Originally Published 2015-05-26 00:00:00 Published on May 26, 2015
The recently concluded NPT review conference ended without a consensus document. While there is need for the NPT member states to resolve their differences sooner rather than later, the impact of the absence of a final document need not be overstated.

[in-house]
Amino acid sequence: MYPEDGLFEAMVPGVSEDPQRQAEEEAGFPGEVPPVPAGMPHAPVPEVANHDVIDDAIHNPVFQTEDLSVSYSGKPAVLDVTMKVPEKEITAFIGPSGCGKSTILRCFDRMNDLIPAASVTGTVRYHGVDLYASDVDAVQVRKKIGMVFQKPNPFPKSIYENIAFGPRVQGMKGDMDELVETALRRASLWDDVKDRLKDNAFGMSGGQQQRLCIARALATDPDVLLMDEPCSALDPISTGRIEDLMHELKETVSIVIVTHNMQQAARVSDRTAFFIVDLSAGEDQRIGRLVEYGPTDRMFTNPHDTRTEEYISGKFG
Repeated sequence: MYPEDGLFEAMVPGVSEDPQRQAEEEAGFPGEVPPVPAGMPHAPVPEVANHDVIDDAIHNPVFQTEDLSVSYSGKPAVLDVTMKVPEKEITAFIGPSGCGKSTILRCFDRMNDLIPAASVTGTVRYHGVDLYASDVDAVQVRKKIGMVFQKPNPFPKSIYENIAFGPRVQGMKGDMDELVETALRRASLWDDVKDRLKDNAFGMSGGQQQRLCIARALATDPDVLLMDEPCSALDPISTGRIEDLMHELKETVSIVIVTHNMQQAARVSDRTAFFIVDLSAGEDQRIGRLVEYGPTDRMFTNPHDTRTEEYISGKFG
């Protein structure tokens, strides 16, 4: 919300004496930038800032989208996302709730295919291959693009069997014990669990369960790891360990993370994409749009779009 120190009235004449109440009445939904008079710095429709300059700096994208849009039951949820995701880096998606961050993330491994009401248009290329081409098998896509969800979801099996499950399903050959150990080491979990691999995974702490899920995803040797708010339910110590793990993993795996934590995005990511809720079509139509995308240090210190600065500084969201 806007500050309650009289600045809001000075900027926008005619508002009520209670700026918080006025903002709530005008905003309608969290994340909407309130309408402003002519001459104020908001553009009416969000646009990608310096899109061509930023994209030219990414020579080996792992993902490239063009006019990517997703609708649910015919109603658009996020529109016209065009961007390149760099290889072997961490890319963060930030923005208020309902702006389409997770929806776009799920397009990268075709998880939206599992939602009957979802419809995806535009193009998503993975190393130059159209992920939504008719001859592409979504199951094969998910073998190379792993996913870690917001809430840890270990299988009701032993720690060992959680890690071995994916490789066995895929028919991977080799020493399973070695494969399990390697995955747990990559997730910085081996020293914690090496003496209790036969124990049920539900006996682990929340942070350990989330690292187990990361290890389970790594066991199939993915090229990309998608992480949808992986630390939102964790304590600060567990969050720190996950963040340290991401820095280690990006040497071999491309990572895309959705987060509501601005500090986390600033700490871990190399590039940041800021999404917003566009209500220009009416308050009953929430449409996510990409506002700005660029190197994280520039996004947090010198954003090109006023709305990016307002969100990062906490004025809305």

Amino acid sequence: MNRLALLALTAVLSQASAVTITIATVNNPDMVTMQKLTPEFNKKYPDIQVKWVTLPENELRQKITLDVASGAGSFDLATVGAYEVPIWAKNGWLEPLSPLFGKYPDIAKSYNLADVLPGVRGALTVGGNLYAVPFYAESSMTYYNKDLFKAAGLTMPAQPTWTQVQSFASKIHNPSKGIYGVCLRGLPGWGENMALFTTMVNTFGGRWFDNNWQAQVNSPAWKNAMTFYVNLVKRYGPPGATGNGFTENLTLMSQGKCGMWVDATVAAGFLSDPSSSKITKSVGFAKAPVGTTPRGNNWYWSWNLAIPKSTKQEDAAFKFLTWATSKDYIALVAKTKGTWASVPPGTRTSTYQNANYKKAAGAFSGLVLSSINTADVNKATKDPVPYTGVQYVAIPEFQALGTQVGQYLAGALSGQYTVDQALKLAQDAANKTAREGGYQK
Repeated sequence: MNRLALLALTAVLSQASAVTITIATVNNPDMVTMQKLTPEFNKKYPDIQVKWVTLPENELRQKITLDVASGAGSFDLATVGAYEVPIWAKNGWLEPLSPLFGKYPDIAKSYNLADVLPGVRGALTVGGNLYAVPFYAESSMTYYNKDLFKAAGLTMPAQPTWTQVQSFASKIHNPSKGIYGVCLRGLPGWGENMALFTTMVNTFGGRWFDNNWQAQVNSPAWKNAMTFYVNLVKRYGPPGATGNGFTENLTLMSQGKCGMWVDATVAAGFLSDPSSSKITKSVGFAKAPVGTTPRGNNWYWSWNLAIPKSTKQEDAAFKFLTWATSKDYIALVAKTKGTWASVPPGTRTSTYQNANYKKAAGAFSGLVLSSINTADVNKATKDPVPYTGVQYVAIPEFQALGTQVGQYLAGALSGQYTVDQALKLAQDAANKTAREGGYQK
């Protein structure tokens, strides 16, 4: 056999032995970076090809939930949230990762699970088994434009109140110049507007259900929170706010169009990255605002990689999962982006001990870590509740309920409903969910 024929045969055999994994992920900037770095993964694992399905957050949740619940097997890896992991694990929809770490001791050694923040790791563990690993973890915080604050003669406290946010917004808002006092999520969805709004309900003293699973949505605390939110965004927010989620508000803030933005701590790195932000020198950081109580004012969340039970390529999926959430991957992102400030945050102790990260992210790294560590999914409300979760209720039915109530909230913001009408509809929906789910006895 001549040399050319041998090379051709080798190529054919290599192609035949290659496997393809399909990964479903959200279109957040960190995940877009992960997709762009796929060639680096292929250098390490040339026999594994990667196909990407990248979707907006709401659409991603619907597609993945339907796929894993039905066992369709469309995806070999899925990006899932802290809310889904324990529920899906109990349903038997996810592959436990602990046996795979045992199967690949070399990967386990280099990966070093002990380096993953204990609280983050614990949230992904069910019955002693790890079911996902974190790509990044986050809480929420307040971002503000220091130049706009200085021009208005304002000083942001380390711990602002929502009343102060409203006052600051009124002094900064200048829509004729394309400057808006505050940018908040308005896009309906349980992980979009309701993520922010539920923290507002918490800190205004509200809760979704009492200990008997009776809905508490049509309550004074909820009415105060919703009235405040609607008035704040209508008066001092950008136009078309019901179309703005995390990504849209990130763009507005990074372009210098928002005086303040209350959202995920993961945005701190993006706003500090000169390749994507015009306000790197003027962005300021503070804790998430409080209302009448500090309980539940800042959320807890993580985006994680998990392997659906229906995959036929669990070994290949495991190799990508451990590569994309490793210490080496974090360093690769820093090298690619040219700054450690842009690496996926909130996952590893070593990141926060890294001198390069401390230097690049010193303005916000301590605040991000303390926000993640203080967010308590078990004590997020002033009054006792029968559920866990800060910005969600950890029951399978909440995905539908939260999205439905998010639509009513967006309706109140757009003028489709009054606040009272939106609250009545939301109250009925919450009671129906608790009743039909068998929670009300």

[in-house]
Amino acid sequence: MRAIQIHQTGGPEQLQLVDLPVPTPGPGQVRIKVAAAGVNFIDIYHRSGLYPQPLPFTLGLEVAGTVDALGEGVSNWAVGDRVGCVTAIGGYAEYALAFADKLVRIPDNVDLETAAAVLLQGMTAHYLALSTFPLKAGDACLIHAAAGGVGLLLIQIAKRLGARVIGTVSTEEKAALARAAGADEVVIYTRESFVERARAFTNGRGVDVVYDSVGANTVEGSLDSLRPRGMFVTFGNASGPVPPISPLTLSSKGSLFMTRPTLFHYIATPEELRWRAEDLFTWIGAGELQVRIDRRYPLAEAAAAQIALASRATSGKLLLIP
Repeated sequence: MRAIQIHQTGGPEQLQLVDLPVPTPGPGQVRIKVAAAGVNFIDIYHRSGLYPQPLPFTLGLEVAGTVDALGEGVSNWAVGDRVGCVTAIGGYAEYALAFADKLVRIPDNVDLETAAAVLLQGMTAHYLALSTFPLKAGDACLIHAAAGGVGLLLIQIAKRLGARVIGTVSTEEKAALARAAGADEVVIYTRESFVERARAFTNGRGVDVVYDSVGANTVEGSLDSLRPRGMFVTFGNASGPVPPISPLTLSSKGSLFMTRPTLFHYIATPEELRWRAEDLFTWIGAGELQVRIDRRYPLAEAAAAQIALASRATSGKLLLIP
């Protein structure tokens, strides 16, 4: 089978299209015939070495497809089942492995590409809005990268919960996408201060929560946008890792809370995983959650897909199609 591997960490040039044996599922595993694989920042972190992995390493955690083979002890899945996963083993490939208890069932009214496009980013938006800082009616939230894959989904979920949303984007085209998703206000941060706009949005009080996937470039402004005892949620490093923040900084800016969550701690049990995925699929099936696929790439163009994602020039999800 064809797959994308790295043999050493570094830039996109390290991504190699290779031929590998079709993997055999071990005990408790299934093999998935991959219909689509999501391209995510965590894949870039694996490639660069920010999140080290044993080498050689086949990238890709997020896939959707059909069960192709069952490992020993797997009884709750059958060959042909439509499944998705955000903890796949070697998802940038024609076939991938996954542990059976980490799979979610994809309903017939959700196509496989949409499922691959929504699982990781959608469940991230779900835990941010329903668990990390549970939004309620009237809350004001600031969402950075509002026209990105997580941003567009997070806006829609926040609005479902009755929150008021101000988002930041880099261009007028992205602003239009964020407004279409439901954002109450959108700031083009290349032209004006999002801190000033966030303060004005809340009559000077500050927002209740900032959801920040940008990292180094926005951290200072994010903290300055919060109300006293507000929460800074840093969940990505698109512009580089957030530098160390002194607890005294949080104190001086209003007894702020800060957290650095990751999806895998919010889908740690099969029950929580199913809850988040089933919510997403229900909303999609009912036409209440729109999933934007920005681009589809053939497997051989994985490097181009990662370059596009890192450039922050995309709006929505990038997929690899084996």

2015 NPT Review Conference ends without an Outcome Document